I had the good fortune of spending 10 days in the Caribbean on a 47-foot Catana cat and I grew to really respect that boat. We had six of these boats on our recent flotilla down around the Grenadines where the water is big and the wind is even bigger – we’re not in the BVIs anymore. Wind average 20-25 knots and on some days more like 250-30 knots. I put one reef in the main and never worried about the boat again. It was truly a pleasure to sail. Now, there’ a new, slimmed-down version of this design with a slightly tweaked interior that includes a dedicated, forward-facing nav station.
The newly launched Catana 47 appeared on US shores at the Miami boat show this year where I toured the boat that is now a lighter, faster and fully updated version of her predecessor, the Catana 471. The new model is 1500 pounds lighter due mostly to the use of Twaron in the infused sandwich construction. Twaron is an engineered fiber that is stronger than steel but half the weight of fiberglass and has been used in other high-end yachts like Hylas. The Catana’s slimmed down weight means she can sail faster and with her 64’ mast and two deep daggerboards, the she’ll sail well upwind but with the boards up, can also glide along nicely downwind.
A trait all Catana’s share including the 47 is twin helms – one on each hull (with one set of engine controls on starboard.) This doubling-up of systems is good for redundancy in case of failure but it does leave the helmsman exposed when hand-steering. Catana owners I’ve spoken to don’t seem to worry much about that because they insist they use their autopilots most of the time so they do not spend a lot of time out in the elements. That’s an argument for a really good autopilot and a full sized crew because it takes two men and a boy to dock this big dog. The visibility is so bad, it soon became a topic of discussion among our skippers.
With the helms outside, the covered cockpit is dedicated to entertainment and storage. It’s an ideal place for six or more guests to congregate and the sliding door seamlessly connects the interior with the exterior. There are two line boxes on the rear beam, one storage locker under the seat and two large lockers under the cockpit sole so there’s plenty of room for gear and toys.
The interior of the Catana 47 is by Linea Concepts and takes the accommodations a step above the basic utilitarian surfaces of production catamarans – as it should since Catana builds semi-production boats focused on luxury. The salon of the boat in Miami was bright due to the panoramic views from the large windows, liberal use of light wood and the white upholstery on the circular settee.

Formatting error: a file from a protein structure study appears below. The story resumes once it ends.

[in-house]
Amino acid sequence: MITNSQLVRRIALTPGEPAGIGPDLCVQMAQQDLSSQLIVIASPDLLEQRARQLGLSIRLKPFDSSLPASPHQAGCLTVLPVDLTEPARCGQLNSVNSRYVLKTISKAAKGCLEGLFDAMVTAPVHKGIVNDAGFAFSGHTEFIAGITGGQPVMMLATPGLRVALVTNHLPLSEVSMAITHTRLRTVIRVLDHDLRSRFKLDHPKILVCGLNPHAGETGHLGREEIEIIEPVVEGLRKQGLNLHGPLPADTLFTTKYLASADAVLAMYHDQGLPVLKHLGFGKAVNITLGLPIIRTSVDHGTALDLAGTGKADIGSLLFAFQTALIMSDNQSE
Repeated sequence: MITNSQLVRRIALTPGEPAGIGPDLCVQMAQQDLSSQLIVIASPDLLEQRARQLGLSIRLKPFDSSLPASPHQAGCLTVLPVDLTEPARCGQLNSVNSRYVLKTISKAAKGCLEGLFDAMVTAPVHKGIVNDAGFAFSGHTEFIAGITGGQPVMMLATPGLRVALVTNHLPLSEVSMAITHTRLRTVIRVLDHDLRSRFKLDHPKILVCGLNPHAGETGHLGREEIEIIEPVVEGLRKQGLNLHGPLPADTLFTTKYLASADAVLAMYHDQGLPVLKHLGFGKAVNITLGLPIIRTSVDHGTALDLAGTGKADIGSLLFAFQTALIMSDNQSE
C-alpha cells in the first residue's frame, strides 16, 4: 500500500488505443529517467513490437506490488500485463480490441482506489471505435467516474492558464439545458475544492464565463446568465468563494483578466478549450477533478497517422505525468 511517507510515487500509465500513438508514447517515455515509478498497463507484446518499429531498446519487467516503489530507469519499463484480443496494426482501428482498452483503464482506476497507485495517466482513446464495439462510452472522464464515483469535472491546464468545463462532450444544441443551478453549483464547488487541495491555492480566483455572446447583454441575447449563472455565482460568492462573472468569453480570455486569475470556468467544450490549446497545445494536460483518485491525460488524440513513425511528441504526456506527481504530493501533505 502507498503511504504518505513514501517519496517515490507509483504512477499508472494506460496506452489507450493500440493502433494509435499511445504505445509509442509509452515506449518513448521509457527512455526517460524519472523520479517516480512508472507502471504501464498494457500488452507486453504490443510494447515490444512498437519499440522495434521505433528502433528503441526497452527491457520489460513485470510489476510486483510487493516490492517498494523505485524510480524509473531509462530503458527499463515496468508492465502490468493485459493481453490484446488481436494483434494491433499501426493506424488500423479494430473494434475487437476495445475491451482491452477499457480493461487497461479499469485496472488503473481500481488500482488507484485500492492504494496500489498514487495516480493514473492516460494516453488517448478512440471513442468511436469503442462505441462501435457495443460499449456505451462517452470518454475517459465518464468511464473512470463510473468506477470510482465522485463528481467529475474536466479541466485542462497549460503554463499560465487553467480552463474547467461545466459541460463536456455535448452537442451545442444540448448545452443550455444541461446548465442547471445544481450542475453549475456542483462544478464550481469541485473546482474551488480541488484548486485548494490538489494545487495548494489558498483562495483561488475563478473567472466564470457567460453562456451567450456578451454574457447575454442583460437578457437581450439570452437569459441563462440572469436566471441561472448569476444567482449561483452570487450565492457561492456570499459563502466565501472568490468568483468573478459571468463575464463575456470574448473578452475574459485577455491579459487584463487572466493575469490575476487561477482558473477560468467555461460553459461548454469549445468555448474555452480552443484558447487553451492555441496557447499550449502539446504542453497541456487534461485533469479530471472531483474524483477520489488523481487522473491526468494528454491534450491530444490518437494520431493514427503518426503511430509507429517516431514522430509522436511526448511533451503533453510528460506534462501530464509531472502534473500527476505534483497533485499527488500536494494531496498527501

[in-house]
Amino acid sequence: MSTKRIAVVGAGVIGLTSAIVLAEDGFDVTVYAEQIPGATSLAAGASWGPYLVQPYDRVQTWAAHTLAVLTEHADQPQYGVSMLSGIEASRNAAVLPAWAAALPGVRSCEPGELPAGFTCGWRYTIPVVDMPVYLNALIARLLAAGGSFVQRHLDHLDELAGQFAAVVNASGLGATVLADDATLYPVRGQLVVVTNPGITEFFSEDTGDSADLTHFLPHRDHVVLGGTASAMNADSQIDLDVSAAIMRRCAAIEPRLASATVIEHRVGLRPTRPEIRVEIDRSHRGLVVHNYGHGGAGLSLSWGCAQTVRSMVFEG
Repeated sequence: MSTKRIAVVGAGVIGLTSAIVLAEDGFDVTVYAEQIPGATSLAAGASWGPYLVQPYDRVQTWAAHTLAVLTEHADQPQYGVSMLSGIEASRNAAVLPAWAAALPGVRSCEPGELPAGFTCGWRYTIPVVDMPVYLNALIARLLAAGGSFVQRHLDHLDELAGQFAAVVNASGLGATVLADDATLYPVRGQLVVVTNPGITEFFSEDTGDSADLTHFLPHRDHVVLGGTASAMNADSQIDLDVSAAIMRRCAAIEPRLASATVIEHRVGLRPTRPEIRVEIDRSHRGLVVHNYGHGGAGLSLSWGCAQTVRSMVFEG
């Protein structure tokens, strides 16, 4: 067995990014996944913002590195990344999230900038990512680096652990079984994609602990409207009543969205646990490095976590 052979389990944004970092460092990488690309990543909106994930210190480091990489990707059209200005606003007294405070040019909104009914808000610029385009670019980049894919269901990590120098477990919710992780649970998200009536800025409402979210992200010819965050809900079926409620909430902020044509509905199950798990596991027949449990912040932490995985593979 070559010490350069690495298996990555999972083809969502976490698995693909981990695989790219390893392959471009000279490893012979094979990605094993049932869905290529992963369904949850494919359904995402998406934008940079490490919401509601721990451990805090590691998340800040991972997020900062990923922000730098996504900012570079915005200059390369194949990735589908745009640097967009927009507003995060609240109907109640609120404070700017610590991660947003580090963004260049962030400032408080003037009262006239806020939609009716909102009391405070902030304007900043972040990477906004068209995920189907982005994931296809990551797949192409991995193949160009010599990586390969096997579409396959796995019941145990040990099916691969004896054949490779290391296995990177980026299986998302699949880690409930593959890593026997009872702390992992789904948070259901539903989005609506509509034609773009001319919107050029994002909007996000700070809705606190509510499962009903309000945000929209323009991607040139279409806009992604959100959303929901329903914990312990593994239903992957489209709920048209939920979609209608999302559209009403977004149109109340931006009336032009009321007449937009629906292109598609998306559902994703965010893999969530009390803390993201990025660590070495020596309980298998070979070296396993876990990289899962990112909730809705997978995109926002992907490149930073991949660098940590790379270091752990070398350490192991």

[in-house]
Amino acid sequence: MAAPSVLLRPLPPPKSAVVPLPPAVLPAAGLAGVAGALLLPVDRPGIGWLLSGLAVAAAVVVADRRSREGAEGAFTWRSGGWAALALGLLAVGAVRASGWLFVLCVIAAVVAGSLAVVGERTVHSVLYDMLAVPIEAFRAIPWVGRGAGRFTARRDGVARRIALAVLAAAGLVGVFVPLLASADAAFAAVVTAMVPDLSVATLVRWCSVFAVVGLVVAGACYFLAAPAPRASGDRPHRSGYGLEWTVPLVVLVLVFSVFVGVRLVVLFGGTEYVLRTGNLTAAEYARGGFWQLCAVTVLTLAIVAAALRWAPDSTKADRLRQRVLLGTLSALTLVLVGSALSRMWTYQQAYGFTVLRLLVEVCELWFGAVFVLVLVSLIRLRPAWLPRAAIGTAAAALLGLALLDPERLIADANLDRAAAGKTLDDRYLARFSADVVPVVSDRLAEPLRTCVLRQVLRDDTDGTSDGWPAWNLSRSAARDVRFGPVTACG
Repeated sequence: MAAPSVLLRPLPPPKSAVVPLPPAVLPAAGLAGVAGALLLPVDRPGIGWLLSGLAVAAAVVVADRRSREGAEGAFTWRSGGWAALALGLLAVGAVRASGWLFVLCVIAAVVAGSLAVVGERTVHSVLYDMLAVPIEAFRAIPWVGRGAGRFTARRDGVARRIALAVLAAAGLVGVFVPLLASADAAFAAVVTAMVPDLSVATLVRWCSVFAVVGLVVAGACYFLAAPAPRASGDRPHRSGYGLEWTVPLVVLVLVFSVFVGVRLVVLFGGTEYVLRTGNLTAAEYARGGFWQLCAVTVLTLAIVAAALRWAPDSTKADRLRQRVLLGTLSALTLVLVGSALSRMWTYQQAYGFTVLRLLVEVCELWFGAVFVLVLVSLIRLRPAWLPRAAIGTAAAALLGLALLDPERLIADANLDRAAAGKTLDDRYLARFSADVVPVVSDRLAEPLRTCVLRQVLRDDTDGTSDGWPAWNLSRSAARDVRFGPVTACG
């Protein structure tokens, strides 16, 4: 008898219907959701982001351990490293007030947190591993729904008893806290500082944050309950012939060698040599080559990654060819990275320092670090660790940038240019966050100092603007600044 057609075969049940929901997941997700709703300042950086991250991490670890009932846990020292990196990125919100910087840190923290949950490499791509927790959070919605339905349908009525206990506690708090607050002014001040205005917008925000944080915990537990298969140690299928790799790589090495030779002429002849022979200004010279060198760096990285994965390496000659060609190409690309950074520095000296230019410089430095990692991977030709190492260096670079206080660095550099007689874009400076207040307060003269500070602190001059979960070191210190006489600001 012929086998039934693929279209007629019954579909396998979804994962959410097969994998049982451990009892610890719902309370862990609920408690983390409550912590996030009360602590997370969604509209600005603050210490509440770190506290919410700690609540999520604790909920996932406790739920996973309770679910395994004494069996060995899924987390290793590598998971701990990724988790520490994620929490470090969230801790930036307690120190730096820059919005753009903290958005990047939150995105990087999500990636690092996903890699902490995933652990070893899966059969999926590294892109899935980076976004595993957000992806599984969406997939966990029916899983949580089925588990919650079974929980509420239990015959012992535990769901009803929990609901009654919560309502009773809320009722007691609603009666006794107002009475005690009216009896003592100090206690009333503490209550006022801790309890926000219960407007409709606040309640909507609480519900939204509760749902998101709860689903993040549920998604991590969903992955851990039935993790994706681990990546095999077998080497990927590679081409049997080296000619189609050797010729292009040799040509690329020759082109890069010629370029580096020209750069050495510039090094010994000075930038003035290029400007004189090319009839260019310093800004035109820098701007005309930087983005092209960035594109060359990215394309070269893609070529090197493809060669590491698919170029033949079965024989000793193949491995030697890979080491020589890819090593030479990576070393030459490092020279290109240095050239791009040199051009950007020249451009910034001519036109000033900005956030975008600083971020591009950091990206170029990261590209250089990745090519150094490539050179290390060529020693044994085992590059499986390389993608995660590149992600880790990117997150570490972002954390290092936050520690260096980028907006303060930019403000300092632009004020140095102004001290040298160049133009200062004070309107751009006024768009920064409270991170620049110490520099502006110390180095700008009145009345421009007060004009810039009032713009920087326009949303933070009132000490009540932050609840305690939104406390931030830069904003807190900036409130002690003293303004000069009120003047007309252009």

The standard layout of the 47 includes an L-shaped galley on port with a three-burner stove, twin sinks, and a sliding window to the cockpit that is handy to pass food outside or to remain part of the conversation even when cooking. A front-opening fridge is to starboard next to the entryway. I was glad to see a full nav station, a feature that is fast disappearing in production cats these days. The Catana 47 still offers a dedicated interior place for electronics (choice of Simrad or Garmin), charts, and a workspace even if much of the navigation these days is digital.
In the three cabin version, the owner’s stateroom is on starboard and five steps down behind a roller door. For long range cruisers, a smart idea here is the separate desk which keeps the clutter off the dedicated nav station but still provides an area to attend to ship’s business. It’s a small but useful space that is often overlooked on other designs. Forward is a good-size bath with an electric head and a separate stall shower behind a glass door. Aft, is an ample bed with a foam mattress and there’s plenty of storage throughout for everything from linens to clothes.
Twin guest cabins are in the port hull. The forward cabin has a full-sized berth and the aft cabin has twins separated by a narrow table. Each cabin has a head and shower combination and it seemed to me that for a cruising couple without a full boat of guests, one of these heads would make a great wet locker.
I noticed the overall effect of the interior was more upscale than most cats, featuring a nice finish, plenty of LED lighting, lots of wood to break up the white surfaces, and a compact and efficient layout.
Systems & Performance
When you build a lighter boat, you can put more stuff on it without detracting from performance. The Catana 47 carries almost 180 gallons of water and 160 gallons of fuel both of which will get a cruising couple a long way. The boat is powered by twin 40 HP Volvo diesels with Saildrives in engine rooms that can accommodate an optional genset and/or watermaker.
The Catana 47 has a base price around $750,000 depending on the exchange rate with the Euro and that’s FOB the factory in France. Electronics, commissioning and delivery will take it up from there.
According to the builder, on her initial sea trials, the Catana 47 was clocked at nearly 25 knots. She is expected to reach 20 knots regularly so this is a fast boat that will have the ability to reel off the knots on long passages. And in the end, getting there might be half the fun, but it seems being there is always more than half the fun. Odd math, I know.
Specs for Catana 47
Designer Christophe Barreau
LWL 45’ 6”
Beam 25’ 1”
Draft (shoal/deep) 3’ 7” - 8” 3”
Sail Area (100%) 1,446 sq. ft.
Ballast 22,000 lbs.
Displacement 50,200 lbs.
Water 177 gallons
Fuel 158 gallons
Mast Height 70’ 6”
Engines 2 x 40 HP with Saildrive